Your character's concept might also center around their background, personal identity, deity, relationship to the other characters, or anything else you can imagine!

Iakhovas: Concept
My concept for Iakhovas was a defense-focused master of all martial techniques, skilled and willing to protect and train others, shaped by the death of his sister and his revenge against the vampire Talia Nightcrescent, whose staking makes him a wanted murderer in the undead-dominated nation of Geb. This concept means Iakhovas is a Garundi human, probably either a fighter or a monk.


Step 2: Start Building Ability Scores

Start all ability scores at 10 in preparation for the later steps. This is a good time to start thinking about what ability scores will be important for your character. You can even jot down your ability scores as you adjust them on your character sheet.

Above you'll see a character sheet with numbered indicators to show you where you need to write something in each numbered step.

Iakhovas: Ability Scores
I start all of Iakhovas's ability scores at 10. Thinking about the way I see him fighting, I think he's likely to fight with a combination of strength and grace in order to be a master of all martial techniques, so I'm likely to prioritize Dexterity and Strength. I see him as being wise and fit as well, so if I get a chance, I might want to raise Constitution or Wisdom.


Step 3: Select an Ancestry

Select an ancestry for your character. Ancestry determines your character's size, Speed, and languages, and contributes to their Hit Points. Each also grants ability boosts and ability flaws to represent the ancestry's basic capabilities.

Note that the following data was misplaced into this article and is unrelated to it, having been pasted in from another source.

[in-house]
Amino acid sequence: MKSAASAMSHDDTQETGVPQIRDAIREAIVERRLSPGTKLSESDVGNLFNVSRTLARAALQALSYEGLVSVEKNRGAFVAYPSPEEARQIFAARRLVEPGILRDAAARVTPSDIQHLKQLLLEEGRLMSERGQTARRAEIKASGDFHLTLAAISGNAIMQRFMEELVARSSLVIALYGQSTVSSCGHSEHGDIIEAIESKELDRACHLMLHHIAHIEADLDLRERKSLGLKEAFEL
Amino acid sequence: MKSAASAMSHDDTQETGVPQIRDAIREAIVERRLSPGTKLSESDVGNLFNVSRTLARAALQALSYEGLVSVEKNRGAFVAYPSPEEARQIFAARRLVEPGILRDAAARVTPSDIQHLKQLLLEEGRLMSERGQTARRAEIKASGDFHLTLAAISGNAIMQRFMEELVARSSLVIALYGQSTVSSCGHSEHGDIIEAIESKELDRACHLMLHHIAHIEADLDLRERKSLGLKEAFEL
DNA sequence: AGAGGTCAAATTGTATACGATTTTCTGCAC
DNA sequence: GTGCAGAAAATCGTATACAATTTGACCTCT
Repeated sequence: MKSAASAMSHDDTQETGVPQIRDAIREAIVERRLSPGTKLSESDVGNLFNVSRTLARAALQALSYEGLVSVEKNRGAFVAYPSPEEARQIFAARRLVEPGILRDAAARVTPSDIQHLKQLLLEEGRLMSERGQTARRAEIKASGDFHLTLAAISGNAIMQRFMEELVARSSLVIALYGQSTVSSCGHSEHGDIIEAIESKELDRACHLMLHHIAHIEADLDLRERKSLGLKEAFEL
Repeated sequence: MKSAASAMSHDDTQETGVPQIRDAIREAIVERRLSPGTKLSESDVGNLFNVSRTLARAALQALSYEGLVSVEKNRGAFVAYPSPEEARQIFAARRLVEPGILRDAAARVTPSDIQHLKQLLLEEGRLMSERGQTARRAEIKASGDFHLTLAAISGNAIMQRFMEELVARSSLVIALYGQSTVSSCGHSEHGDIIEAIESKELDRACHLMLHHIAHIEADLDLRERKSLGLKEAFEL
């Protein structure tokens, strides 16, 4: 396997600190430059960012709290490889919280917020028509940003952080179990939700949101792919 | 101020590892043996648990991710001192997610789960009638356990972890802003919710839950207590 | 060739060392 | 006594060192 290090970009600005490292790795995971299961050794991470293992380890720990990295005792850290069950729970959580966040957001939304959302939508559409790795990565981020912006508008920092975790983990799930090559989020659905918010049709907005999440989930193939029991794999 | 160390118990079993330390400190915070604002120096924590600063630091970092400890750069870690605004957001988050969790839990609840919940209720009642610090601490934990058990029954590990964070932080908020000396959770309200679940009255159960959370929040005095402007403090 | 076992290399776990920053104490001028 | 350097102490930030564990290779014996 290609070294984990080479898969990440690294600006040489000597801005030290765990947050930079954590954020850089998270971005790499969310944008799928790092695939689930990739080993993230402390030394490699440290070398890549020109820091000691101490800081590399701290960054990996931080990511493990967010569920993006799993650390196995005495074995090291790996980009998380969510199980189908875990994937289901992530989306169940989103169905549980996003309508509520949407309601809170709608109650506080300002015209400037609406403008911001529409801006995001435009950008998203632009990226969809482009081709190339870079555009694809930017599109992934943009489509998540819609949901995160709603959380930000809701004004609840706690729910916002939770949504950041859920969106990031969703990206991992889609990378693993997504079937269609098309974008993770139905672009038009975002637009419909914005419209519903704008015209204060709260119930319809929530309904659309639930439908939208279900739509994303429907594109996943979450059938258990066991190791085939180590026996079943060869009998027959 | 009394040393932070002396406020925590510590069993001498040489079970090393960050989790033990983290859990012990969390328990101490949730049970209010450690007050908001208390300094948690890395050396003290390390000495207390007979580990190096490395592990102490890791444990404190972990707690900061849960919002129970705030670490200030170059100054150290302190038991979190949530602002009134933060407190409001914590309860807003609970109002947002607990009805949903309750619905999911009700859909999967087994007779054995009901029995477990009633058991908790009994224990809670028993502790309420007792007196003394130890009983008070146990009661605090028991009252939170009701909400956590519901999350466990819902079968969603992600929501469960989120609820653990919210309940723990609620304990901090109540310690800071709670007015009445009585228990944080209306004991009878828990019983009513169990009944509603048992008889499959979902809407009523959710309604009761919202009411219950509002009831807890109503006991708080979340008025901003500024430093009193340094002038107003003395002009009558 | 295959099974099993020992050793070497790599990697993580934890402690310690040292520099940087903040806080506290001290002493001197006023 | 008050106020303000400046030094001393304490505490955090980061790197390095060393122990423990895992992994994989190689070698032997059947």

You'll make four decisions when you select your character's ancestry:

  • Pick the ancestry itself.
  • Assign any free ability boosts and decide if you are taking any voluntary flaws.
  • Select a heritage from those available within that ancestry, further defining the traits your character was born with.
  • Choose an ancestry feat, representing an ability your hero learned at an early age.

Iakhovas: Ancestry
Since I selected human for Iakhovas's ancestry, he is Medium size, has a 25-foot Speed, speaks Common and Osiriani to start, and begins with 8 Hit Points from his ancestry.

Both of his ability boosts are free, so I assign them to Strength and Dexterity, the two I decided were most important to him in Step 2. This brings him to 12 Strength and Dexterity. I don't see Iakhovas as being particularly unintelligent or uncharismatic, and I said I wanted to try to raise the other four ability scores, so I won't be taking any voluntary flaws.

Skilled Heritage: Your ingenuity allows you to train in a wide variety of skills. You become trained in one skill of your choice. At 5th level, you become an expert in the chosen skill.For Iakhovas's heritage, I have some great options. Mechanically, the half-elf and half-orc heritages bring a lot to the table, with better vision and access to some excellent new feats, but conceptually, I pictured Iakhovas as a standard human. I eventually choose the skilled heritage, since that will help me fulfill my concept of being skilled a little better, even if I can't invest as much in Intelligence. Since I want him to be a master of all martial techniques, I choose Athletics as his trained skill from his heritage.